I have been around the dental video business for multiple years and I have been lucky to see many dental treatments being recorded. This has given me a lot of experience in mounting cameras on many loupes, but also on fixed positions, such as chair lights, table clamps (our "gooseneck"), ceilings, walls and even TV screens. Because if there is one thing I have learned, is that one always needs to consider the way you connect and angle a camera before you start recording your dental video.
At Futudent we started out as a company focused on mounting a small, high quality camera on loupes or, alternatively, on a headband. Our philosophy was, and still is, that capturing your own point of view is the best way to share your procedures, be this for live lectures, educating your patients or for communicating with your colleagues. However, there is always one potential weak spot, and that is the head the camera is mounted on. No neck is stable enough to keep the camera as still as a statue and despite advances in technology, no software can take away the shaking that might occur on a small surface such as the mouth.
So now what? Ditch the head mounted camera and move to a light mounted camera? No, not at all! Also the camera mounted in a light has its issues, most of all that, again, that infamous head might come in the field of view. Oh my, what now?
Well, it all comes down to planning and some common sense. For example, you are working with your patients, and you want to show them their own mouth? Definitely place the camera on your loupes as it gives the best view. It also gives you the opportunity to capture sudden, unexpected occurrences immediately when they appear. But are you planning to make a educational video for your students? Perhaps you might consider elements such as a) the amount of head movement that might occur, b) are you going to edit out possible movement and just keep the highlights and c) the length of the video. This can make the choice between mounting the camera on your head or on a stable surface, such as your chair light, already much clearer. Similarly, this goes for live lectures, where you want to avoid possible cases of sea-sickness with your audience. In that aspect we really like the set up by our friend at DTC Miami. During their implantology courses they use a simultaneous stream of two Futudent cameras: one mounted on the surgeon's loupes, the other mounted in the light. This way the audience can constantly enjoy, but also switch between, two points of view.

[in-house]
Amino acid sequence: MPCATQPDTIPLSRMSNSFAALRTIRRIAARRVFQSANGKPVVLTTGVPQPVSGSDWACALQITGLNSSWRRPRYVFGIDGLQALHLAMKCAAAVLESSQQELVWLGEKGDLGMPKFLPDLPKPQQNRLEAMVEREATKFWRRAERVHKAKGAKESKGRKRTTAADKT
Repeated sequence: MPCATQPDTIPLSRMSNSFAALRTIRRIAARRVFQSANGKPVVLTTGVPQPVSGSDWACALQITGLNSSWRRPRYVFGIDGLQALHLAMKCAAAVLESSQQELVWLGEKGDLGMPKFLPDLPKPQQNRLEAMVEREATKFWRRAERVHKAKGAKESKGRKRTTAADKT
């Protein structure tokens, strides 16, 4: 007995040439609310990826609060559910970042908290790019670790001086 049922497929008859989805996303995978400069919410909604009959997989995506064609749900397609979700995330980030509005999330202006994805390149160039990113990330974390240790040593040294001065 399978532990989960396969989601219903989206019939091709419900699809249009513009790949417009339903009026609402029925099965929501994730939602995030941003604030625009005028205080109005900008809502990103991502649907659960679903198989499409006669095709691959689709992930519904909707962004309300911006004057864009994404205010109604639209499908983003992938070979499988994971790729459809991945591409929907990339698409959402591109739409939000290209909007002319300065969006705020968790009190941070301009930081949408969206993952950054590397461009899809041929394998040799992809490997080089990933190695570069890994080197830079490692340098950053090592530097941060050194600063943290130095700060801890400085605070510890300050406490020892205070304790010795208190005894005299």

But now the question goes: "is changing between a chair light and loupes difficult?". My answer: absolutely not! Our new EduCam is designed from the start to be multi-mount: with a no-tools connection system and a removable cable, you can easily move the camera from one angle to another without trouble. Each Futudent package comes by default with both loupes connections and connections for your chair light. So all you have to do is consider what and why your want to record.